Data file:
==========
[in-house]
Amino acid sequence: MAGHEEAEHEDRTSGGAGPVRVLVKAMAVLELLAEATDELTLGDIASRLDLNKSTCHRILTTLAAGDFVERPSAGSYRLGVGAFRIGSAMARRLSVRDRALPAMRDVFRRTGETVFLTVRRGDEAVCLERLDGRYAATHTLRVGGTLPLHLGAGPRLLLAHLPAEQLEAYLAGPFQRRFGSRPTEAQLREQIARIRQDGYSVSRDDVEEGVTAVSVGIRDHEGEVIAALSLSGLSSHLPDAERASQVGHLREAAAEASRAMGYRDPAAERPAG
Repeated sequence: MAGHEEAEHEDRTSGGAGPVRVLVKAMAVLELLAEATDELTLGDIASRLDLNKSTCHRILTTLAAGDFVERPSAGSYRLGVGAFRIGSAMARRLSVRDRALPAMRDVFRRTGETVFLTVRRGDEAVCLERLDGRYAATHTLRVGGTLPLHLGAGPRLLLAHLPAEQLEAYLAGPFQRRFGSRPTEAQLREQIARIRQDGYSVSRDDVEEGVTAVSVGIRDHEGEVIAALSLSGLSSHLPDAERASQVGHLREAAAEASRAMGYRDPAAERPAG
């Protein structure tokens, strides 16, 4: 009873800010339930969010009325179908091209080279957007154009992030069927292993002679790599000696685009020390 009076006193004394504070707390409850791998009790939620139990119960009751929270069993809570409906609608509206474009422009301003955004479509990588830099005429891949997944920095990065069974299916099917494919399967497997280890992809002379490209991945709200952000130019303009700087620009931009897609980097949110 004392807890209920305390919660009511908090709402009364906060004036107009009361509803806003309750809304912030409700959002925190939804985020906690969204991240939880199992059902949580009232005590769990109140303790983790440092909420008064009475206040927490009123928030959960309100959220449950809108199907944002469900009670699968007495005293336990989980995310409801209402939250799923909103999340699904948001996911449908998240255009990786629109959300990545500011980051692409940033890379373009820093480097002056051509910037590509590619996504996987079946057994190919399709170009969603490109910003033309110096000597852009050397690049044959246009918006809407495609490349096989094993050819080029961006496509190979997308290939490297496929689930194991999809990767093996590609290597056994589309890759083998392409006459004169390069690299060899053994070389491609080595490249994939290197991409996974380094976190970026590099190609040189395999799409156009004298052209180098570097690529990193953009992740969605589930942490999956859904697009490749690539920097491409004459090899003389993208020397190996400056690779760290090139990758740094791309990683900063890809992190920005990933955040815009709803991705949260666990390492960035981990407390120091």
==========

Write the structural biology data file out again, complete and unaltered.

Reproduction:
[in-house]
Amino acid sequence: MAGHEEAEHEDRTSGGAGPVRVLVKAMAVLELLAEATDELTLGDIASRLDLNKSTCHRILTTLAAGDFVERPSAGSYRLGVGAFRIGSAMARRLSVRDRALPAMRDVFRRTGETVFLTVRRGDEAVCLERLDGRYAATHTLRVGGTLPLHLGAGPRLLLAHLPAEQLEAYLAGPFQRRFGSRPTEAQLREQIARIRQDGYSVSRDDVEEGVTAVSVGIRDHEGEVIAALSLSGLSSHLPDAERASQVGHLREAAAEASRAMGYRDPAAERPAG
Repeated sequence: MAGHEEAEHEDRTSGGAGPVRVLVKAMAVLELLAEATDELTLGDIASRLDLNKSTCHRILTTLAAGDFVERPSAGSYRLGVGAFRIGSAMARRLSVRDRALPAMRDVFRRTGETVFLTVRRGDEAVCLERLDGRYAATHTLRVGGTLPLHLGAGPRLLLAHLPAEQLEAYLAGPFQRRFGSRPTEAQLREQIARIRQDGYSVSRDDVEEGVTAVSVGIRDHEGEVIAALSLSGLSSHLPDAERASQVGHLREAAAEASRAMGYRDPAAERPAG
């Protein structure tokens, strides 16, 4: 009873800010339930969010009325179908091209080279957007154009992030069927292993002679790599000696685009020390 009076006193004394504070707390409850791998009790939620139990119960009751929270069993809570409906609608509206474009422009301003955004479509990588830099005429891949997944920095990065069974299916099917494919399967497997280890992809002379490209991945709200952000130019303009700087620009931009897609980097949110 004392807890209920305390919660009511908090709402009364906060004036107009009361509803806003309750809304912030409700959002925190939804985020906690969204991240939880199992059902949580009232005590769990109140303790983790440092909420008064009475206040927490009123928030959960309100959220449950809108199907944002469900009670699968007495005293336990989980995310409801209402939250799923909103999340699904948001996911449908998240255009990786629109959300990545500011980051692409940033890379373009820093480097002056051509910037590509590619996504996987079946057994190919399709170009969603490109910003033309110096000597852009050397690049044959246009918006809407495609490349096989094993050819080029961006496509190979997308290939490297496929689930194991999809990767093996590609290597056994589309890759083998392409006459004169390069690299060899053994070389491609080595490249994939290197991409996974380094976190970026590099190609040189395999799409156009004298052209180098570097690529990193953009992740969605589930942490999956859904697009490749690539920097491409004459090899003389993208020397190996400056690779760290090139990758740094791309990683900063890809992190920005990933955040815009709803991705949260666990390492960035981990407390120091």